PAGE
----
Steve Samson and Zach Pollack devoted this subterranean Beverlywood restaurant to soulful Southern Italian cooking — and even though Pollack is now focused on Alimento, Samson and chef de cuisine Craig Towe ensure that Sotto is still going strong. Stefano Ferrara installed a yellow-tiled, wood-burning oven patterned after the best versions in Naples, which burns oak to produce the city’s best pizza. Guanciale pizza with fennel pollen is a particular standout, as are the house-made pastas, like chewy rigatoni with chicken liver ragu. Grilled pork meatballs and a blistered little gem salad with anchovy dressing are similarly memorable.



Brentwood’s San Vicente Blvd has become a hotbed for Italian restaurants, but the refurbished restaurant that Maureen Vincenti and Chef Nicola Mastronardi have steered since 1997 still stands out in the crowded field thanks to the level of their food. In summer, they serve a great soft-shell crab with roasted vegetables, and house-made tagliolini with Manila clams and zucchini. Cooler weather calls for richer meat dishes like porchetta. No matter the season, Vincenti also always hosts Monday’s popular pizza night.



If you’re lucky enough to snag a reservation at Evan Funke’s Felix — which opened this April and quickly turned into the hottest ticket on Abbot Kinney — consider fasting before you go. The restaurant, which pays homage to Italy’s most beloved culinary regions, boasts a glass-enclosed, temperature-controlled pasta lab where you can watch Funke himself roll and hand-cut twisty trofie and delicately shaped orecchiette. Though pasta’s his specialty (you may remember Funke from Culver City’s now-closed Bucato), the starters (like stuffed squash blossoms or juicy pork meatballs) and pizzas are no afterthought. The kitchen proudly mixes its dough by hand, which results in thin, slightly charred crusts topped with seasonal ingredients.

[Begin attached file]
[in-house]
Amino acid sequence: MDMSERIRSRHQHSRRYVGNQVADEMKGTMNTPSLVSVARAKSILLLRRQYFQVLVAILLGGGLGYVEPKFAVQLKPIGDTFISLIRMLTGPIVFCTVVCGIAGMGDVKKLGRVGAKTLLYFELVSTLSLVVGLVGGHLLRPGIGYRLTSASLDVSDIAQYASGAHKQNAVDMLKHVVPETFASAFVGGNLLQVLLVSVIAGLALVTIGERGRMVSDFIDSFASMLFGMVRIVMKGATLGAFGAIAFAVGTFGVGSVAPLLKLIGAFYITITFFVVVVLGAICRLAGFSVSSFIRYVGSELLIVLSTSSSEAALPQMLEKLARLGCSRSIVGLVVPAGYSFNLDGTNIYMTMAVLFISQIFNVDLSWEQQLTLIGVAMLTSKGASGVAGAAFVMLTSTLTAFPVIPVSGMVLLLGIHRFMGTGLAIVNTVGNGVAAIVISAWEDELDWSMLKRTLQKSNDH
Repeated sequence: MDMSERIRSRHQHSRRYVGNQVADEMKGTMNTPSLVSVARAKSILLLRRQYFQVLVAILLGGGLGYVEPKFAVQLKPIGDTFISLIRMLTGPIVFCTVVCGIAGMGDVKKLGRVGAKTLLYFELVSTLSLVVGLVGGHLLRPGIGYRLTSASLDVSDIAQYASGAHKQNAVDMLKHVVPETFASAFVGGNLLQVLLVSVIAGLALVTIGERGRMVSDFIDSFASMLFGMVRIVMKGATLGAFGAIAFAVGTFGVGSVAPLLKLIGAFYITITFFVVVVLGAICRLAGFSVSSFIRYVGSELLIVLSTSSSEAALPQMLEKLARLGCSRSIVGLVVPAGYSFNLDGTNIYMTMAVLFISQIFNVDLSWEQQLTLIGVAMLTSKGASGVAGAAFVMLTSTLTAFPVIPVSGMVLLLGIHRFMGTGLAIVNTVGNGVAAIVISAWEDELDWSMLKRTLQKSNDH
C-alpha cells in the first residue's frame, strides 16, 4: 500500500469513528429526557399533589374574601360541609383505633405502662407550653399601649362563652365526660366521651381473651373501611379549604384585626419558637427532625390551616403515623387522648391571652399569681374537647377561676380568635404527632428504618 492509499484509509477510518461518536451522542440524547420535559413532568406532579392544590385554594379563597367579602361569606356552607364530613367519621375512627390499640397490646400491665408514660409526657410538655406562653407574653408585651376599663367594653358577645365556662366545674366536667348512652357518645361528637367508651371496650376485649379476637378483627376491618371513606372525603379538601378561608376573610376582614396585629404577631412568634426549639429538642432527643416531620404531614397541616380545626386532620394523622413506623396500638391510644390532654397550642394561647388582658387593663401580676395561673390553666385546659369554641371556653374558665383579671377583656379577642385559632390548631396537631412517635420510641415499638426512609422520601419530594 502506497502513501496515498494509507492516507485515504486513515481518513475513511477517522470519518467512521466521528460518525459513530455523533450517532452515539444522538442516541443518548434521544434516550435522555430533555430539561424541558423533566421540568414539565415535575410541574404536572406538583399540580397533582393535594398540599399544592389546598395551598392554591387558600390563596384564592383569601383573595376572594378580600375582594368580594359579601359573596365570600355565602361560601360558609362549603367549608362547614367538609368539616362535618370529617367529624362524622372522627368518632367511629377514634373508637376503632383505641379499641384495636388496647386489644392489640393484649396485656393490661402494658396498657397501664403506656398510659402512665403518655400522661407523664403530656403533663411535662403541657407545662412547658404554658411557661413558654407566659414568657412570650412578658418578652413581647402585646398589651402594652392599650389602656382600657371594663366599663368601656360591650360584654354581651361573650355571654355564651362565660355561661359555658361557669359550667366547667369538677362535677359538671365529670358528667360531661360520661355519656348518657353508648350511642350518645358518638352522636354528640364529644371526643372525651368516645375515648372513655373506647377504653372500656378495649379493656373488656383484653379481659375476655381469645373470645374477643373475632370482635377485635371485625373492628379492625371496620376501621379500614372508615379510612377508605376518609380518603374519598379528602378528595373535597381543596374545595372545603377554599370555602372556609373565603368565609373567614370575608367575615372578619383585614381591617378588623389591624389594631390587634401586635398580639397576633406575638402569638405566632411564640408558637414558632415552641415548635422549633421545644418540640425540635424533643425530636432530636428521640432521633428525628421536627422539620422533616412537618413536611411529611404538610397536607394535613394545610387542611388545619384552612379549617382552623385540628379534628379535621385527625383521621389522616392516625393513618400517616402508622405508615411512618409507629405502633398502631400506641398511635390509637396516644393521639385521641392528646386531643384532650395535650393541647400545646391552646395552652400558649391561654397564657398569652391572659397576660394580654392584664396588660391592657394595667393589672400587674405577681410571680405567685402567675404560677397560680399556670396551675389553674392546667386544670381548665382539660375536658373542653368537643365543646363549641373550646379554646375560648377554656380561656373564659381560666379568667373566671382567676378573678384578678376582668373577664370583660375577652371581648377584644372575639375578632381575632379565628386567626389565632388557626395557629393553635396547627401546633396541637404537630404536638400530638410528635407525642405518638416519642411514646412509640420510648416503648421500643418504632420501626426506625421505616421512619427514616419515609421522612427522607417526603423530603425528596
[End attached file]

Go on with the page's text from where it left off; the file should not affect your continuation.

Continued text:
Top Chef contestant Antonia Lofaso’s food reflects her Italian-American heritage, making Scopa one of the Westside’s best spots for shareable small plates with an old-school Italian slant. The hot starter offerings are all rich and excellent — crisp, lemony calamari blackened by squid ink; a fried rice ball stuffed with meat (and yes, you’ll want it with an egg); squash blossoms oozing fresh ricotta; and scallops, large, plump, and sitting in brown butter. The salads, pastas, and mains (like whole branzino and veal chop Milanese) are equally memorable, but you’d be forgiven if you have a hard time getting past the antipasti menu. And since mixologist maestro Pablo Moix has curated a selection of exclusive spirits over the past year, don’t leave without sipping on one of Scopa’s small-batch bourbons.